Most pet parents do more housecleaning than normal, because living with animal companions means dealing with pet hair, food spills, water spills and more.
Since we clean more than normal, and because our pets are so important to us, it’s vital not to load up our indoor environment with potentially toxic cleaning chemicals.
There are several inexpensive, non-toxic, and even homemade cleaning solutions that can handle a wide variety of jobs just as effectively as chemical cleaning agents.
If you are using commercial “green” household cleaners, it is also important to know how safe they really are for households with pets.
A Word of Caution About Commercial 'Green' Cleaners
Many commercially available green cleaning products are thought to be safe for animals,
I recommend to use precautions before using them freely just as you would with chemical cleaners. For example:
Keep your pet out of areas where cleaning agents are being used.
Do Not spray or apply cleansers on or near your pet.
Do Not allow your pet to lick recently cleaned surfaces or chew on sponges or cloths used for cleaning. Store them in a safe place.
Keep in mind there are many different meanings of the word "green," so it's important to do your homework to determine which products are best for you and your pets.
Cleaners can be labeled "green" but still contain toxins. Also, some products labeled "green" or "natural" are not natural at all and could still be dangerous. Be a concerned pet parent to educate yourself on which cleaner ingredients are truly non-toxic and which pose a risk.
Consider Switching to These Non-Toxic, Household Cleaners:
Replacing chemical household cleaners with some simple and inexpensive non-toxic agents will lighten help your pet, and even yourself!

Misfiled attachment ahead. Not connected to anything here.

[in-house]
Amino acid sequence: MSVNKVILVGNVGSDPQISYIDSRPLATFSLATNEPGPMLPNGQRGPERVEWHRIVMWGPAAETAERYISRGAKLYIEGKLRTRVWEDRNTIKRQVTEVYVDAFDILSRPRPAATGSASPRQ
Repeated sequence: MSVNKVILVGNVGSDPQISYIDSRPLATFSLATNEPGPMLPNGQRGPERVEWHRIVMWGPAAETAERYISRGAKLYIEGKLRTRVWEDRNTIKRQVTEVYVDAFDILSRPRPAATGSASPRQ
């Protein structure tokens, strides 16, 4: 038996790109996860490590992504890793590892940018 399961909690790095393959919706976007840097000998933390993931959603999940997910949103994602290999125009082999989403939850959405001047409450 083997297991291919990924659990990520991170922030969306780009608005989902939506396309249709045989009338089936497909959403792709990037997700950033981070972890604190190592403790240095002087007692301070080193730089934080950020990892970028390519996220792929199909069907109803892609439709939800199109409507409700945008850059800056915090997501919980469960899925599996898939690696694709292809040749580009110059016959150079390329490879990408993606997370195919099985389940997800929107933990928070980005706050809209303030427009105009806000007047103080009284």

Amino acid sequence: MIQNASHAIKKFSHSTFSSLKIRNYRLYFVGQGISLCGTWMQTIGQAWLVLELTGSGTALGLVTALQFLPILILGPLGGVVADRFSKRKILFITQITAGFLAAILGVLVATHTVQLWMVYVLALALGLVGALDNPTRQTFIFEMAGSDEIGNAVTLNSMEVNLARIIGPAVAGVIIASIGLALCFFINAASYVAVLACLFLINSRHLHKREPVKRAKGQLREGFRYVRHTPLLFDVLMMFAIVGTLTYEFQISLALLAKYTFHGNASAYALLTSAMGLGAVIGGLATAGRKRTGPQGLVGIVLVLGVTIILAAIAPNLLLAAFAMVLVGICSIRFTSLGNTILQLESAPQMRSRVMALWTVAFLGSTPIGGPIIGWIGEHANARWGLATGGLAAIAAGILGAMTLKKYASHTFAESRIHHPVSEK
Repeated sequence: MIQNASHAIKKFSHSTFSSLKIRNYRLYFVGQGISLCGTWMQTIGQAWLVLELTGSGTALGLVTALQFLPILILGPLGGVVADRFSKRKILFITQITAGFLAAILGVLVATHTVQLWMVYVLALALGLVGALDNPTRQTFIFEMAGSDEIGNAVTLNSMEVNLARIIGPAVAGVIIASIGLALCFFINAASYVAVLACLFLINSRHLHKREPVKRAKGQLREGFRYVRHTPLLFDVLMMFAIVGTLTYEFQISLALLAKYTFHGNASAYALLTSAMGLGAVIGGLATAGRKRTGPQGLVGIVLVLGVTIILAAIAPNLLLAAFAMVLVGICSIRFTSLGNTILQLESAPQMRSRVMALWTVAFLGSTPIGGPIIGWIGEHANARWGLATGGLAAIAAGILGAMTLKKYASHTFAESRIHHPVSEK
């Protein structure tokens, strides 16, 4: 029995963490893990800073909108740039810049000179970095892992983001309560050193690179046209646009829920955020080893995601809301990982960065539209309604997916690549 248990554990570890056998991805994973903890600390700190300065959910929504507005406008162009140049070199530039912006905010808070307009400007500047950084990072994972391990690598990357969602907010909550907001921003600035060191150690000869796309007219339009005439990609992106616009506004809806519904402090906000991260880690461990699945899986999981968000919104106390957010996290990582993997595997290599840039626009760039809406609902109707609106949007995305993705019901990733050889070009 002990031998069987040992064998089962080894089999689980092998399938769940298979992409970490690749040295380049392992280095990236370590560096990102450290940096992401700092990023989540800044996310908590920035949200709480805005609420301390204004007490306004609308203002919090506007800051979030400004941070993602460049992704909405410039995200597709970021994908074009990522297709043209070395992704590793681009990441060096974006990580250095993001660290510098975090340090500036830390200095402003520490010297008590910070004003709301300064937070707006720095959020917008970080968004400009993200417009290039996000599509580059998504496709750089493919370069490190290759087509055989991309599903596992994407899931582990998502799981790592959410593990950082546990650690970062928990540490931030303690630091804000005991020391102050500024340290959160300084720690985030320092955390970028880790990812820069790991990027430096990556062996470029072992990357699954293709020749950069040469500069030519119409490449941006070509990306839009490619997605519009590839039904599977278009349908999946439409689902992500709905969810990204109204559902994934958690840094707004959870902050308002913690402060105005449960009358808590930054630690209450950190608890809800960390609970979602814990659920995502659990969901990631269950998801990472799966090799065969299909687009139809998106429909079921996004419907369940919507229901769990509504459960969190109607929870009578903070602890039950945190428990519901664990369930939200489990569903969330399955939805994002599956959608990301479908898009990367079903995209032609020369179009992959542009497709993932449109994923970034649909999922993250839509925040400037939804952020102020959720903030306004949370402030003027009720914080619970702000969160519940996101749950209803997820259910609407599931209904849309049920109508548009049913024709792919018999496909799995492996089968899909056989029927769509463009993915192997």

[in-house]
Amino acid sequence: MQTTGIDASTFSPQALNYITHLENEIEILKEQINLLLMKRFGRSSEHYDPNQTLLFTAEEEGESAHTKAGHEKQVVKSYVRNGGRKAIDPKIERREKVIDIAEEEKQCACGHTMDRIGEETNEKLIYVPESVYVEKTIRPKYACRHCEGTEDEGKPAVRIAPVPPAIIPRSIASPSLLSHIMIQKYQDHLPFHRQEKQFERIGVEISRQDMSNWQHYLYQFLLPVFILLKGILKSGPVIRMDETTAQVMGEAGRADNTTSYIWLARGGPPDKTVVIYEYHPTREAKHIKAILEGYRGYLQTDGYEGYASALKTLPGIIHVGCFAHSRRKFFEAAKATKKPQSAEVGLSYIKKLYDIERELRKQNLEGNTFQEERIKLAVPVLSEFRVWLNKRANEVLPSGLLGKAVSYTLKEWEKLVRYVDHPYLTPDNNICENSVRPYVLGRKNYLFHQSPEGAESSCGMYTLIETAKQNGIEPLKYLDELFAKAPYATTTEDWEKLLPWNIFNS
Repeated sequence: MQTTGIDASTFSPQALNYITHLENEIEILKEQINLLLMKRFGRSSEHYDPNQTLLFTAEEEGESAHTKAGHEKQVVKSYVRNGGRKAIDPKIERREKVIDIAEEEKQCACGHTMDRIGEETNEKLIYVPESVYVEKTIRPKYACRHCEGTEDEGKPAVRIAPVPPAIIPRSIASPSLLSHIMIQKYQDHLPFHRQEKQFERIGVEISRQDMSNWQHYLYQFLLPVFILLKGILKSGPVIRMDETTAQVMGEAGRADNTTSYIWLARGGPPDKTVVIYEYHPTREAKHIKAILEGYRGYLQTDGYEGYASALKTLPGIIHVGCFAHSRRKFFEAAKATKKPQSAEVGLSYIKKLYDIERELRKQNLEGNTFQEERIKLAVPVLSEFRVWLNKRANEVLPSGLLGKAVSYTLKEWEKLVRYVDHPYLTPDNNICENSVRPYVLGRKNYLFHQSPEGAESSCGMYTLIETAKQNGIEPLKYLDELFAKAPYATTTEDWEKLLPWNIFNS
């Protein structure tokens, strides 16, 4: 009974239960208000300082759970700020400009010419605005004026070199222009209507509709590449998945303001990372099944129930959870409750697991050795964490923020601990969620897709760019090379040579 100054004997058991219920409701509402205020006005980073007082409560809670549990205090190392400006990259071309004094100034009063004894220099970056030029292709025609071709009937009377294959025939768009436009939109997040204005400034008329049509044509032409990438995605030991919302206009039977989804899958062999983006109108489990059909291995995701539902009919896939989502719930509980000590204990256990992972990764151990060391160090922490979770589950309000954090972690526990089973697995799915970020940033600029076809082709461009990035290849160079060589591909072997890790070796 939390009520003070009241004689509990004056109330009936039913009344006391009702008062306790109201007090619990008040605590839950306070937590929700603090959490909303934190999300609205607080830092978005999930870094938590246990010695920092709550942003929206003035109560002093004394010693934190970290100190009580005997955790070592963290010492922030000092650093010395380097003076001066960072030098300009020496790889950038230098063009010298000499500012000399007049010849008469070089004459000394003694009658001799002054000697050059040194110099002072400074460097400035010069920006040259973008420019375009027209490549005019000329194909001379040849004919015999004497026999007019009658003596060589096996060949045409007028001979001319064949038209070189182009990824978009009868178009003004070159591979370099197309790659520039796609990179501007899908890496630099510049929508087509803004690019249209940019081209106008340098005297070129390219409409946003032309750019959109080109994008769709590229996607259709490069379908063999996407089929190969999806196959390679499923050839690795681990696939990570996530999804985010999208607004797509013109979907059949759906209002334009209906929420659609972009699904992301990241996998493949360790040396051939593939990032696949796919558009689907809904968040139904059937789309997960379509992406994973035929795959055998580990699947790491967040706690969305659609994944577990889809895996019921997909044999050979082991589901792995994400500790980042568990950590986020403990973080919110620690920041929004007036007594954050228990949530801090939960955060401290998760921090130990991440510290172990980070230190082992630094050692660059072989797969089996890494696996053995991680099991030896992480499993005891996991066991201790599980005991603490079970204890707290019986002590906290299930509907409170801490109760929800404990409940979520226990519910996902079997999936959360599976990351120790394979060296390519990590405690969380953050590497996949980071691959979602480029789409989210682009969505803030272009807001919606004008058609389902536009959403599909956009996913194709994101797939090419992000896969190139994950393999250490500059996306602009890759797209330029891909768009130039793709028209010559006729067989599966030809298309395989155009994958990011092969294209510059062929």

1. Bare floors.
If you have any type of bare floor- linoleum, vinyl, wood, or ceramic, you can use a vinegar and water solution. Since your pets are so low to the ground, this is an important tip to consider. I would recommend adding 1 cup of vinegar to 1 gallon of warm water to mop the floor.
There's no need to saturate the floor while mopping. Go easy and let the vinegar and water mixture do all the work. Plus there's really no need to rinse! To remove stains on your floor, dip a clean cloth in full-strength lemon juice (or just cut a lemon in half and rub it into the stain.
2. Windows and mirrors.
Try your hardest not to use ammonia-based products to clean windows and mirrors around your home. Instead, use a mixture of lemon juice (4 tablespoons) and half a gallon of water.
3. Kitchens and bathrooms.
For cleaning and disinfecting kitchen and bathrooms, dust the surface with some baking soda, then wipe with a wet cloth or sponge. For tough grime, add some salt and scrub.
To tackle grease, stains or mildew- spray the area with water or a mixture of water and lemon juice. Let it sit for a few minutes, then scrub with a stiff cleaning brush.
If you need to disinfect a surface, mix 2 cups water + 3 tablespoons of liquid soap & 25 drops of tea tree oil (a natural antibacterial and antifungal)
When you put pet items like bedding or toys into the laundry, do not use fabric softener sheets containing cationic detergents (chemical soap that kills bacteria).
In fact, any detergent, soap or other cleaner that has a strong scent is likely to contain chemicals that can make your pet sick.
***It's a good idea to bathe your dog or cat with an all-natural pet shampoo and conditioner rather than products containing chemicals and heavy scents.